RE: Nologging clause

From: Bobak, Mark <>
Date: Wed, 1 Apr 2009 14:20:16 -0400
Message-ID: <>


I think I already answered that in my follow-up to Greg's reply.

No, updates and deletes will *always* log. If you think about how direct path works, and why it's restricted to the operations it's restricted to, it sort of makes sense. Without getting into all the gory details, direct path can do nologging and get away with it, cause when it's doing inserts, it's doing them into brand new, never before used blocks, that do *not* already contain data. Therefore, rollback is simply a de-allocation of those blocks from the segment. In the case of 'delete from tab1 where col_a = 32;', well, what if the affected block has rows w/ col_a values of 30-39 in it? You're *only* deleting the row where col_a = 32. So, the remaining data in the block *must* be protected by redo! If you do a direct path insert, do a million inserts, all those rows are guaranteed to be inserted into freshly allocated empty blocks, so, "rollback" consists of simply de-allocating those blocks. There are no other rows in the block that would get caught up in the roll  back and lost.

If you want to efficiently delete, there are a few options.

The two that come to mind are:

partitioning (drop partition is an atomic DDL operation, that's not proportional to the number of rows and will only log data dictionary updates) but this may entail application redesign, and depending on your deletion criteria, may not be applicable in all circumstances.

CTAS, where you can do something like this: create table keep_this_data NOLOGGING as select * from big_pile_o_data where (predicates-that-specify-the-rows-to-keep); truncate table big_pile_o_data;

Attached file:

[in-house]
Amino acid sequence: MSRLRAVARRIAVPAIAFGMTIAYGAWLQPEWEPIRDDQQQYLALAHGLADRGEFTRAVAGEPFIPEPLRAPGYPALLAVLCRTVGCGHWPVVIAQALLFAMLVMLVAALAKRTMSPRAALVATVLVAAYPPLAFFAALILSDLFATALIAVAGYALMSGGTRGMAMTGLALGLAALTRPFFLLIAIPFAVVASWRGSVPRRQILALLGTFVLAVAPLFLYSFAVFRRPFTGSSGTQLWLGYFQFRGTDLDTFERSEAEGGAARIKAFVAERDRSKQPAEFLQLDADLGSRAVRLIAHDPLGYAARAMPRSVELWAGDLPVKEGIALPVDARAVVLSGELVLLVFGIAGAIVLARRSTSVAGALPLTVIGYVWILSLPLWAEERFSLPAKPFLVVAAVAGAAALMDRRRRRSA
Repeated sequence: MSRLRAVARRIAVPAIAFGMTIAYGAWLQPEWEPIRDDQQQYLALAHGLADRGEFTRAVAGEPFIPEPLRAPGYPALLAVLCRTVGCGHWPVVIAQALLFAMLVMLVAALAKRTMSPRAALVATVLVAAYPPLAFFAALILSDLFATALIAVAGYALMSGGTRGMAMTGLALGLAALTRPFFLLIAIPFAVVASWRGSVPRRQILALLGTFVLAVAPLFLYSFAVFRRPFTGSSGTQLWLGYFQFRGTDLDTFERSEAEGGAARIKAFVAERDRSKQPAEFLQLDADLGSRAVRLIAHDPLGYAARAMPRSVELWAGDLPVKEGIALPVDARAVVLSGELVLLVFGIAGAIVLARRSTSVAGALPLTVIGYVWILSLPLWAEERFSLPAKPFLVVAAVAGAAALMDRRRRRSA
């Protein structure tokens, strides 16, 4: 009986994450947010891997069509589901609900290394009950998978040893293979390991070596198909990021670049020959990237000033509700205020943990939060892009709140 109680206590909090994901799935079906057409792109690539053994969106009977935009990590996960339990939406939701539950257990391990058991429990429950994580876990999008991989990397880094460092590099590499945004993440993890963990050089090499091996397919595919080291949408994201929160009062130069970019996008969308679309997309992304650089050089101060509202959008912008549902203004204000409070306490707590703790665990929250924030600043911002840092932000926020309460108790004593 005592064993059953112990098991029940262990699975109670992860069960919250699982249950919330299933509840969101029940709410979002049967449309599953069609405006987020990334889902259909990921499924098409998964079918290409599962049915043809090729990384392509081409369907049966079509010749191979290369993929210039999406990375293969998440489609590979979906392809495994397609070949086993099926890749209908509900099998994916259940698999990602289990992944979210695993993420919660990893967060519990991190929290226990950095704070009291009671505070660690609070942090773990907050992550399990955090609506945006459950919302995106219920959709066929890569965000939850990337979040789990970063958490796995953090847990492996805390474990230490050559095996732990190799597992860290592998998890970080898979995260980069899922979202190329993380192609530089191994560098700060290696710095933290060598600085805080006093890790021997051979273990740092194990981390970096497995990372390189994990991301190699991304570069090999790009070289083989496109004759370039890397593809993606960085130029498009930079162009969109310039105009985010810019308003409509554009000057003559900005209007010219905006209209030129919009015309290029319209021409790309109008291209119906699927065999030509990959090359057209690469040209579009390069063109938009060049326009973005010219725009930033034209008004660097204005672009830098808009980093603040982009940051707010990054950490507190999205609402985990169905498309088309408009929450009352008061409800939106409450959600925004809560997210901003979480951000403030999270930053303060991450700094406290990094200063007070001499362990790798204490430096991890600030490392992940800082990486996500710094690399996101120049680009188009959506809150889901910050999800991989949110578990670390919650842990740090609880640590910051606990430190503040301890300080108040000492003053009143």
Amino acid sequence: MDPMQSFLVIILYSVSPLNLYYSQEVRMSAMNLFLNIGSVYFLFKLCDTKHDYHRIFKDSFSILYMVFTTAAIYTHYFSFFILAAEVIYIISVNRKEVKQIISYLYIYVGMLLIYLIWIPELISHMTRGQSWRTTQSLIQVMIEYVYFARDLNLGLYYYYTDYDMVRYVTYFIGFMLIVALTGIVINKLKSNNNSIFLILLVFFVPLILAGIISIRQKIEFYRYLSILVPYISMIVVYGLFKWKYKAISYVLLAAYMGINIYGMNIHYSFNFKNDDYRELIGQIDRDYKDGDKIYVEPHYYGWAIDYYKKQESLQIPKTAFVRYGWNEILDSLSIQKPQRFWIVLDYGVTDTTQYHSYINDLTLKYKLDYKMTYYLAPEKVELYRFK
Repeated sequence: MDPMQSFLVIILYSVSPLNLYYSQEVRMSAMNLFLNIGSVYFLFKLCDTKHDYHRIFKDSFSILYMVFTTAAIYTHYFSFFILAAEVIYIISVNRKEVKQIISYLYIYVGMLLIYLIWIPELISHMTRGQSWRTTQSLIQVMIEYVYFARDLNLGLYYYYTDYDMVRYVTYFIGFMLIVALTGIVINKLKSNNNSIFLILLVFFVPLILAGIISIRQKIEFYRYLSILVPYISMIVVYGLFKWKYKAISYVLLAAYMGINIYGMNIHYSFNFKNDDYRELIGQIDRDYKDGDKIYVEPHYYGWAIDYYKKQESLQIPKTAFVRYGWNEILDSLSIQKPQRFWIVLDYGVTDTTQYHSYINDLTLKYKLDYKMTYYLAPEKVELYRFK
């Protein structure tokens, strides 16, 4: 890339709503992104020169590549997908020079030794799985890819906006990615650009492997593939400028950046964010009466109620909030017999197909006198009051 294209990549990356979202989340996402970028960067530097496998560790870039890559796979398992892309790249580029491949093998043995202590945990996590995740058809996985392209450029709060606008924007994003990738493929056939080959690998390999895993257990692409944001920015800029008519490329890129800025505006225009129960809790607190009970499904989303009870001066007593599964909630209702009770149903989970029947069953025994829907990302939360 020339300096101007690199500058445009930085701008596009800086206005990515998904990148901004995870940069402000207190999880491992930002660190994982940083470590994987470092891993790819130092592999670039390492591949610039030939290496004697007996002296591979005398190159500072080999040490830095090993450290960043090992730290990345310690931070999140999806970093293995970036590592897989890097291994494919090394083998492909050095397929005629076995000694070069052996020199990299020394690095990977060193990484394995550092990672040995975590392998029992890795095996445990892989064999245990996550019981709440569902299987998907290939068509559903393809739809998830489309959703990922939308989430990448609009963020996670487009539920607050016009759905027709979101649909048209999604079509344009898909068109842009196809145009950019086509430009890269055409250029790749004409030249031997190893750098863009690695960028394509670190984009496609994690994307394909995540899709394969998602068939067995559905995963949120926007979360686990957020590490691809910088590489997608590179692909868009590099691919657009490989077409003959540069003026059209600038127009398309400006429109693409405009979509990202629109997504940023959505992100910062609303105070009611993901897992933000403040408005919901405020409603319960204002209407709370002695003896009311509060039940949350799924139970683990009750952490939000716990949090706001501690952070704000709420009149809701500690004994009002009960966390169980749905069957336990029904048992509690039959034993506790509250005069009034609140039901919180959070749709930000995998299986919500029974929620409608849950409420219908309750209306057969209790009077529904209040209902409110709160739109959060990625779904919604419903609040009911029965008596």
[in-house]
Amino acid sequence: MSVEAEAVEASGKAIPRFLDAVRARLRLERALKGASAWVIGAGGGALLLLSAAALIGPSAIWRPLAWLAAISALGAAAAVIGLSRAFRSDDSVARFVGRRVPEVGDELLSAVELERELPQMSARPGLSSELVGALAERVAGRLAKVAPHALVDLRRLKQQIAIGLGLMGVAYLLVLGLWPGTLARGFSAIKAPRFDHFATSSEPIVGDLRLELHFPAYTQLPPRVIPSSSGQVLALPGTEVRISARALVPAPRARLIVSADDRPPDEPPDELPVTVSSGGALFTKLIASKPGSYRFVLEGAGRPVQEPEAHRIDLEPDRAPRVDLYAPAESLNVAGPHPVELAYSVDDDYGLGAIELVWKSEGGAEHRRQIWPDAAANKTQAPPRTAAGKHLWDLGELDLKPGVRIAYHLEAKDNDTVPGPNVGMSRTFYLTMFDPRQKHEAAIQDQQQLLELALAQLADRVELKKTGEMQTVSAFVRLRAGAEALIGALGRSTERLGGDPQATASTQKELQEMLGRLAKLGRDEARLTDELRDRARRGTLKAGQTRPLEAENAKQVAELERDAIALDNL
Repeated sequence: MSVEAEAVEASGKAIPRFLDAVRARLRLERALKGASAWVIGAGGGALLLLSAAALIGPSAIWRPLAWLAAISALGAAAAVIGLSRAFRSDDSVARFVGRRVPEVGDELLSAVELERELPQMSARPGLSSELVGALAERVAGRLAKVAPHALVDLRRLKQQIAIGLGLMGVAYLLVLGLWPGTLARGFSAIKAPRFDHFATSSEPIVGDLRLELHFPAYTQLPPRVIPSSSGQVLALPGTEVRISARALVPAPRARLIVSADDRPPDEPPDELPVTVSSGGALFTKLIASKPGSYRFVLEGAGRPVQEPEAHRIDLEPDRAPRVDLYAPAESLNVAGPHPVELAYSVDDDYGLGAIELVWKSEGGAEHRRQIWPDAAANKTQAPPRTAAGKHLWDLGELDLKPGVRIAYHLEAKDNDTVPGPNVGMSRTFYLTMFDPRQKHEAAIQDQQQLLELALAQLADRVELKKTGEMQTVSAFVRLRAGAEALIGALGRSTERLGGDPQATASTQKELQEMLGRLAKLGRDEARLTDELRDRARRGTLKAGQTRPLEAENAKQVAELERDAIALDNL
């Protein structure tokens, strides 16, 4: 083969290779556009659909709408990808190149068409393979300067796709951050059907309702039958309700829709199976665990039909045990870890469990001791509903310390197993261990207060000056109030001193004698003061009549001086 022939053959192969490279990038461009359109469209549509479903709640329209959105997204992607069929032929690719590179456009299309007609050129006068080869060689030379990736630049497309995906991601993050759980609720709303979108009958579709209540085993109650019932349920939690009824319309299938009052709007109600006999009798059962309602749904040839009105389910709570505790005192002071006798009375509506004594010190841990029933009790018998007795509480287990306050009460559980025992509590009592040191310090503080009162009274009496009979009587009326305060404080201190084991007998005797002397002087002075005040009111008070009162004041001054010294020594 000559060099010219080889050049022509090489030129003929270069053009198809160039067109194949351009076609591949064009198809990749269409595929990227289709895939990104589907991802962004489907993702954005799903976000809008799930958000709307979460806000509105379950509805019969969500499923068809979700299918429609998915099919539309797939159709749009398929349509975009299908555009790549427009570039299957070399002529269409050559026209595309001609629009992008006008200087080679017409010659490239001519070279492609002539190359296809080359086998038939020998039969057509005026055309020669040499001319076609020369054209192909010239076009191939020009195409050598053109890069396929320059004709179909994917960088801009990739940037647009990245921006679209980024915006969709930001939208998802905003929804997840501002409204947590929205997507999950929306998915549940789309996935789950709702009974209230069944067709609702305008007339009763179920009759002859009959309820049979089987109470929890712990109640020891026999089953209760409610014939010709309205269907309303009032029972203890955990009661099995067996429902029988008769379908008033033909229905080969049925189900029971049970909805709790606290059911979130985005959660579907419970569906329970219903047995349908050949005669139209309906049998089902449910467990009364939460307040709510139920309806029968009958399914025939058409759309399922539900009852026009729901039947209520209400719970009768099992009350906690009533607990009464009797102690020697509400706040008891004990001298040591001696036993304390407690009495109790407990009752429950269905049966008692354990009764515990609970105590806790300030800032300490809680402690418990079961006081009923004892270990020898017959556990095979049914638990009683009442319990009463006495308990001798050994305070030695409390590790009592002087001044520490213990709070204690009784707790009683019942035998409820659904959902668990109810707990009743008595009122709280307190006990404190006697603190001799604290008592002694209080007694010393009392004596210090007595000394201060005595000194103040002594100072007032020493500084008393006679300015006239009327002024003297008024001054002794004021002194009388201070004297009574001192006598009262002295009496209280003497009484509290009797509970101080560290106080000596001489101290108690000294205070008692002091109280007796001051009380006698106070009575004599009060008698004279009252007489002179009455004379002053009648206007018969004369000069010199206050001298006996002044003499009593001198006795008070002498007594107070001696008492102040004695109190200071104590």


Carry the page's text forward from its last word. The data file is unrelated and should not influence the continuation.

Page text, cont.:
insert /*+ append */ into big_pile_o_data select * from keep_this_data; drop table keep_this_data;

Consider that, in the CTAS example, because nologging operations are so much more efficient than conventional deletes, the above scenario should work well even when the number of rows you're deleting is a relatively small percentage of the total. 20% deletes would almost certainly benefit, and even as little as 10% deletes, perhaps less, would probably still benefit from this method.

Note that all the above operations will do minimal logging, and should be quite efficient.

Hope that helps,


-----Original Message-----
From: [] On Behalf Of William Wagman Sent: Wednesday, April 01, 2009 11:58 AM To: Greg Rahn
Subject: RE: Nologging clause


Again, thank you. The next question I have is in regards to deletes. Is it possible to do a direct path delete (does that even make sense)? As I mentioned this will be a repository for CAS tickets and they will be deleted at their expiration time. Is it possible to avoid generation of redo on a delete as well?


Bill Wagman
Univ. of California at Davis
IET Campus Data Center
(530) 754-6208

-----Original Message-----
From: Greg Rahn [] Sent: Tuesday, March 31, 2009 5:27 PM
To: William Wagman
Subject: Re: Nologging clause

This is correct. The [NO]LOGGING only changes direct path operations.  That is, inserts with the /*+ APPEND */ hint.

So if you want NOLOGGING you need either: - NO ARCHIVE LOG mode

On Tue, Mar 31, 2009 at 5:04 PM, William Wagman <> wrote:
> It appears that he is saying that if a table is set to nologging and my insert mode is append then even if archive logging is on no redo will be generated. I'm still not sure I am understanding this correctly but I take that to mean
> SQL> insert /*+ APPEND */ into <table>;
> Then no redo will be generated. Is that a correct understanding?

Greg Rahn

Received on Wed Apr 01 2009 - 13:20:16 CDT

Original text of this message